Louise Bourgeois is one of the most prominent artists of the 20th century. Discovered late in her career, she lived through the tumultuous history of the last century with an impressive life story. In art history, there are many artists whose works are based on their autobiographies, but Bourgeois is one with a very special twist: rather than move towards her art through her biography, Bourgeois anchored herself in her autobiography through her art—so much so that her autobiography and her work cannot be detached from each other.
This very special condition creates the most unique dimension of her art: as an artist relying on her past, she did not concentrate on a narrow, flat and tight expression of her personal history. On the contrary, using that history as an omnipotent possibility of reflecting on the general and universal history of women, she created wondrous works. Some of her works are not only the landmarks of the 20th century art, but also striking examples of being expressive to the utmost degree, at once disturbing and lyrical. All her sculptures could be qualified in this category, amongst the likes of Maman, Janus Fleuri or Cumul. With all these, she discovered what made her unique. Together with Meret Oppenheim, she reflected on feminist issues by not merely harboring on the issue, but more by emphasizing the male power building elements. Doing that, she did not refrain from using very latent references to surrealism.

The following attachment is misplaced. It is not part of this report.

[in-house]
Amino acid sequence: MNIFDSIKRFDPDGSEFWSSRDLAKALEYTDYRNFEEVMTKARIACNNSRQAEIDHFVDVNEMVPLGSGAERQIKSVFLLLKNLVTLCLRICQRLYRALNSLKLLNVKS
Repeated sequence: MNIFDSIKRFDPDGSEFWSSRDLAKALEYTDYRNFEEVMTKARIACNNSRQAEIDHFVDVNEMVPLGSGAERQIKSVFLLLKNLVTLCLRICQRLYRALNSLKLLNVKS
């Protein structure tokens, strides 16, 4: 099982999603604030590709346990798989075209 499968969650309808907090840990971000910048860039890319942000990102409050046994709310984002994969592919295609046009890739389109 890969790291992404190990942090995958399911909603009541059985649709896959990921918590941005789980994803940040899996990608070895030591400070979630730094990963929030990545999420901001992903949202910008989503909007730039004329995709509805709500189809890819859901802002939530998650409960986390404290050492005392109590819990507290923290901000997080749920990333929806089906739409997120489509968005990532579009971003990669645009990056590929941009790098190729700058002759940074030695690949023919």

Three issues are tightly bound in her works: memory, identity and space. It is natural to deal with the issues of memory once an artist is into the autobiographical elements. However, in Bourgeois‘ work, memory plays a more constructive role—not as an element connecting her to the past, but more to today. The same is true also for identity. Identity does not create Bourgeois’ work; rather, her work creates her identity in a more destructive way. Her search for an identity is no easy matter. At every step we take, the limits and attempts are both a reconstruction and destruction concomitantly. The third element, space, plays the role of the memory in most of her drawings and graphic works. Space is both the liberating and the entrapping element for the artist, and this is what gives us the togetherness of the repulsive and attractive.
Bourgeois‘ graphic works, which are not to be considered outside her drawings, situate themselves in a different way, as they gain a different meaning through the sculptures. It is surprising that while her sculptures are tools of resistance, her drawings are a bridge of both consolation and reconciliation. The childish language of these works creates a more reconciling environment for Bourgeois in her everyday life—so much so that the works she creates are larger than life.